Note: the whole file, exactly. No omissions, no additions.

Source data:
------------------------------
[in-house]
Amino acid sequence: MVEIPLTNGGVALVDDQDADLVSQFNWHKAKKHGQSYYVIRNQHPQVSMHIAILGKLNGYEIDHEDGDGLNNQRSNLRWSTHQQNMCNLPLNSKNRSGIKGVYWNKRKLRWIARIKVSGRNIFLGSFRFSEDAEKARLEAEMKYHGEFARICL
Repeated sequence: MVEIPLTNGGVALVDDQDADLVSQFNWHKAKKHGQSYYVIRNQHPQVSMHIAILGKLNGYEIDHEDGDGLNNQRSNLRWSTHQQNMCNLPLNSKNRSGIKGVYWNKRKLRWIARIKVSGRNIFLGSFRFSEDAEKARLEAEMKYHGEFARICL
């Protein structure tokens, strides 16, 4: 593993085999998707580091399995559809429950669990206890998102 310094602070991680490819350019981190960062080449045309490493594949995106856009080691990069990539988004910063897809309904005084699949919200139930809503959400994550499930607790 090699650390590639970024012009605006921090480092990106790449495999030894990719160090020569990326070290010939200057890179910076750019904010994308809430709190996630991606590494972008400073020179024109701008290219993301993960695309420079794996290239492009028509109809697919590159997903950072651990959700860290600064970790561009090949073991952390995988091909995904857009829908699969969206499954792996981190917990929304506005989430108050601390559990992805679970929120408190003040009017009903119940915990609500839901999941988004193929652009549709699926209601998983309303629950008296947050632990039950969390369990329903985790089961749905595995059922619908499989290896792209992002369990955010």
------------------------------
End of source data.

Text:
[in-house]
Amino acid sequence: MVEIPLTNGGVALVDDQDADLVSQFNWHKAKKHGQSYYVIRNQHPQVSMHIAILGKLNGYEIDHEDGDGLNNQRSNLRWSTHQQNMCNLPLNSKNRSGIKGVYWNKRKLRWIARIKVSGRNIFLGSFRFSEDAEKARLEAEMKYHGEFARICL
Repeated sequence: MVEIPLTNGGVALVDDQDADLVSQFNWHKAKKHGQSYYVIRNQHPQVSMHIAILGKLNGYEIDHEDGDGLNNQRSNLRWSTHQQNMCNLPLNSKNRSGIKGVYWNKRKLRWIARIKVSGRNIFLGSFRFSEDAEKARLEAEMKYHGEFARICL
């Protein structure tokens, strides 16, 4: 593993085999998707580091399995559809429950669990206890998102 310094602070991680490819350019981190960062080449045309490493594949995106856009080691990069990539988004910063897809309904005084699949919200139930809503959400994550499930607790 090699650390590639970024012009605006921090480092990106790449495999030894990719160090020569990326070290010939200057890179910076750019904010994308809430709190996630991606590494972008400073020179024109701008290219993301993960695309420079794996290239492009028509109809697919590159997903950072651990959700860290600064970790561009090949073991952390995988091909995904857009829908699969969206499954792996981190917990929304506005989430108050601390559990992805679970929120408190003040009017009903119940915990609500839901999941988004193929652009549709699926209601998983309303629950008296947050632990039950969390369990329903985790089961749905595995059922619908499989290896792209992002369990955010």